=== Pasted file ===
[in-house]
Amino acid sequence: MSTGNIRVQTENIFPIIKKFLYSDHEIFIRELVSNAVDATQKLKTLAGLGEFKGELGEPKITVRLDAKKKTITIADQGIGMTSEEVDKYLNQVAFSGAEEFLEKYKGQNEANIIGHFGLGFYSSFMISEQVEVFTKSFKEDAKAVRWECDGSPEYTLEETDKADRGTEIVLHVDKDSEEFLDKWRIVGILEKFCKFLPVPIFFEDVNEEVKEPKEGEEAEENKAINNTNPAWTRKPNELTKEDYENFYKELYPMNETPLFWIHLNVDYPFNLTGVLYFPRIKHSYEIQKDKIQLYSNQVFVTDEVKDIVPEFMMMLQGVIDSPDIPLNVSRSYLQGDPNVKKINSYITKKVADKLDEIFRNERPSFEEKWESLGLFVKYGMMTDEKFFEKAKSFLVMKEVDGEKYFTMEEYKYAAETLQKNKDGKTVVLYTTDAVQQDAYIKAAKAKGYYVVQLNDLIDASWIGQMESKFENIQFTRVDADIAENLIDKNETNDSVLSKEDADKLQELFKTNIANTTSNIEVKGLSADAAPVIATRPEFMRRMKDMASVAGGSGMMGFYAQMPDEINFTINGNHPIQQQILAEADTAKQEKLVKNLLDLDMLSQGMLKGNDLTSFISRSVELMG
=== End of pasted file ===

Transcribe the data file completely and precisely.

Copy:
[in-house]
Amino acid sequence: MSTGNIRVQTENIFPIIKKFLYSDHEIFIRELVSNAVDATQKLKTLAGLGEFKGELGEPKITVRLDAKKKTITIADQGIGMTSEEVDKYLNQVAFSGAEEFLEKYKGQNEANIIGHFGLGFYSSFMISEQVEVFTKSFKEDAKAVRWECDGSPEYTLEETDKADRGTEIVLHVDKDSEEFLDKWRIVGILEKFCKFLPVPIFFEDVNEEVKEPKEGEEAEENKAINNTNPAWTRKPNELTKEDYENFYKELYPMNETPLFWIHLNVDYPFNLTGVLYFPRIKHSYEIQKDKIQLYSNQVFVTDEVKDIVPEFMMMLQGVIDSPDIPLNVSRSYLQGDPNVKKINSYITKKVADKLDEIFRNERPSFEEKWESLGLFVKYGMMTDEKFFEKAKSFLVMKEVDGEKYFTMEEYKYAAETLQKNKDGKTVVLYTTDAVQQDAYIKAAKAKGYYVVQLNDLIDASWIGQMESKFENIQFTRVDADIAENLIDKNETNDSVLSKEDADKLQELFKTNIANTTSNIEVKGLSADAAPVIATRPEFMRRMKDMASVAGGSGMMGFYAQMPDEINFTINGNHPIQQQILAEADTAKQEKLVKNLLDLDMLSQGMLKGNDLTSFISRSVELMG